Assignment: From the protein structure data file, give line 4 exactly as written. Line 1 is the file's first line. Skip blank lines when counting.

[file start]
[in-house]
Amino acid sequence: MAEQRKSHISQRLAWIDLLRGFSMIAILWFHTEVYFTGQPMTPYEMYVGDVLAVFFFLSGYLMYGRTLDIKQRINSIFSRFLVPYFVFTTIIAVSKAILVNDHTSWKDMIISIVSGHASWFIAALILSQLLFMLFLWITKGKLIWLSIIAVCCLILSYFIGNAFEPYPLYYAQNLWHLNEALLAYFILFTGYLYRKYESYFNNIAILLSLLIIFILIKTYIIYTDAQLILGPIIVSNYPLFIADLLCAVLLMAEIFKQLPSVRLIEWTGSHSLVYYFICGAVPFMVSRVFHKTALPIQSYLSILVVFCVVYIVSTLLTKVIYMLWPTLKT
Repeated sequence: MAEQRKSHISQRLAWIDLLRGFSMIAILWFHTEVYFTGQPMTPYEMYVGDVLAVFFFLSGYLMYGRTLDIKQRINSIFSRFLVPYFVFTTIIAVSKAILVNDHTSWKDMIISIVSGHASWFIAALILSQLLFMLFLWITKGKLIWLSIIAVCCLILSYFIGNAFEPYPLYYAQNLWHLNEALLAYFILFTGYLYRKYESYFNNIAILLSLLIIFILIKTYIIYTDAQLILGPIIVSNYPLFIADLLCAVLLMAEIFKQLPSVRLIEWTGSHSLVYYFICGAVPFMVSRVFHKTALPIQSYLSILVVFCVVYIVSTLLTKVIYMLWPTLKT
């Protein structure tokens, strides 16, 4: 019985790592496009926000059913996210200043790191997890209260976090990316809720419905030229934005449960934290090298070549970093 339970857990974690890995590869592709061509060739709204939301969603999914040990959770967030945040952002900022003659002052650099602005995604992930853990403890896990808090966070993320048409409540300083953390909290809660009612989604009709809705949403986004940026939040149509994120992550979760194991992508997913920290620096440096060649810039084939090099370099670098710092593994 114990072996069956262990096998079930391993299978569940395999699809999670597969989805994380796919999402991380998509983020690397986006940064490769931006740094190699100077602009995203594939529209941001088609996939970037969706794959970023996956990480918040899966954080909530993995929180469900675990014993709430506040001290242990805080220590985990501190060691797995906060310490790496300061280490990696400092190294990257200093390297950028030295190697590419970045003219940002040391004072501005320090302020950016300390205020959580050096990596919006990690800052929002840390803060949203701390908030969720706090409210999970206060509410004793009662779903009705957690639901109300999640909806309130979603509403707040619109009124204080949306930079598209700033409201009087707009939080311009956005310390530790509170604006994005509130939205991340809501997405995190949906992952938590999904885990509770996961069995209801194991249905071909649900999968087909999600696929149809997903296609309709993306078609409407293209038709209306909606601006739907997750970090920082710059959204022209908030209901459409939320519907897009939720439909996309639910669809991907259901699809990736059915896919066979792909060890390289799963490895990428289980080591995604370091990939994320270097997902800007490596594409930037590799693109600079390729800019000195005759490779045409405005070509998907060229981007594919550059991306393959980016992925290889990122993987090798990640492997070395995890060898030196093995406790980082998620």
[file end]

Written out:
């Protein structure tokens, strides 16, 4: 019985790592496009926000059913996210200043790191997890209260976090990316809720419905030229934005449960934290090298070549970093 339970857990974690890995590869592709061509060739709204939301969603999914040990959770967030945040952002900022003659002052650099602005995604992930853990403890896990808090966070993320048409409540300083953390909290809660009612989604009709809705949403986004940026939040149509994120992550979760194991992508997913920290620096440096060649810039084939090099370099670098710092593994 114990072996069956262990096998079930391993299978569940395999699809999670597969989805994380796919999402991380998509983020690397986006940064490769931006740094190699100077602009995203594939529209941001088609996939970037969706794959970023996956990480918040899966954080909530993995929180469900675990014993709430506040001290242990805080220590985990501190060691797995906060310490790496300061280490990696400092190294990257200093390297950028030295190697590419970045003219940002040391004072501005320090302020950016300390205020959580050096990596919006990690800052929002840390803060949203701390908030969720706090409210999970206060509410004793009662779903009705957690639901109300999640909806309130979603509403707040619109009124204080949306930079598209700033409201009087707009939080311009956005310390530790509170604006994005509130939205991340809501997405995190949906992952938590999904885990509770996961069995209801194991249905071909649900999968087909999600696929149809997903296609309709993306078609409407293209038709209306909606601006739907997750970090920082710059959204022209908030209901459409939320519907897009939720439909996309639910669809991907259901699809990736059915896919066979792909060890390289799963490895990428289980080591995604370091990939994320270097997902800007490596594409930037590799693109600079390729800019000195005759490779045409405005070509998907060229981007594919550059991306393959980016992925290889990122993987090798990640492997070395995890060898030196093995406790980082998620």